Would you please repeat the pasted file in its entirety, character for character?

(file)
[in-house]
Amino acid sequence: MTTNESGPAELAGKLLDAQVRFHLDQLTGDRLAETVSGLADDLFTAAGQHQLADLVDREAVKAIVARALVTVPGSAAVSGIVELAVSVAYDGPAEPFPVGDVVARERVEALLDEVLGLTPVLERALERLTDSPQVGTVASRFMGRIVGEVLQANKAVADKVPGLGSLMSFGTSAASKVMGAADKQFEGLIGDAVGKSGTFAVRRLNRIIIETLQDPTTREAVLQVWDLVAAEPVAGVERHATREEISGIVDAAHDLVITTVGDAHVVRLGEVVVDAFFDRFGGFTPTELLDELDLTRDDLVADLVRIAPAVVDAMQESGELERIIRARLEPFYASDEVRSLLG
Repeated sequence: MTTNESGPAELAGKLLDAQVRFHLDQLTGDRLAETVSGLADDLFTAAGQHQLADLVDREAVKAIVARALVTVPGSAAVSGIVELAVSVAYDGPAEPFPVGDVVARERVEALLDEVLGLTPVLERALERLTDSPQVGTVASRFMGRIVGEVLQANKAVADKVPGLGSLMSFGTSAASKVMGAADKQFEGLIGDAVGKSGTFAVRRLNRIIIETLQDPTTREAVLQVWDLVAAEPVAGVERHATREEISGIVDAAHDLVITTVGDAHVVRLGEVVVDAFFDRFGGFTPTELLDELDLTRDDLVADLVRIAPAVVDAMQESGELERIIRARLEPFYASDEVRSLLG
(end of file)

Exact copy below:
[in-house]
Amino acid sequence: MTTNESGPAELAGKLLDAQVRFHLDQLTGDRLAETVSGLADDLFTAAGQHQLADLVDREAVKAIVARALVTVPGSAAVSGIVELAVSVAYDGPAEPFPVGDVVARERVEALLDEVLGLTPVLERALERLTDSPQVGTVASRFMGRIVGEVLQANKAVADKVPGLGSLMSFGTSAASKVMGAADKQFEGLIGDAVGKSGTFAVRRLNRIIIETLQDPTTREAVLQVWDLVAAEPVAGVERHATREEISGIVDAAHDLVITTVGDAHVVRLGEVVVDAFFDRFGGFTPTELLDELDLTRDDLVADLVRIAPAVVDAMQESGELERIIRARLEPFYASDEVRSLLG
Repeated sequence: MTTNESGPAELAGKLLDAQVRFHLDQLTGDRLAETVSGLADDLFTAAGQHQLADLVDREAVKAIVARALVTVPGSAAVSGIVELAVSVAYDGPAEPFPVGDVVARERVEALLDEVLGLTPVLERALERLTDSPQVGTVASRFMGRIVGEVLQANKAVADKVPGLGSLMSFGTSAASKVMGAADKQFEGLIGDAVGKSGTFAVRRLNRIIIETLQDPTTREAVLQVWDLVAAEPVAGVERHATREEISGIVDAAHDLVITTVGDAHVVRLGEVVVDAFFDRFGGFTPTELLDELDLTRDDLVADLVRIAPAVVDAMQESGELERIIRARLEPFYASDEVRSLLG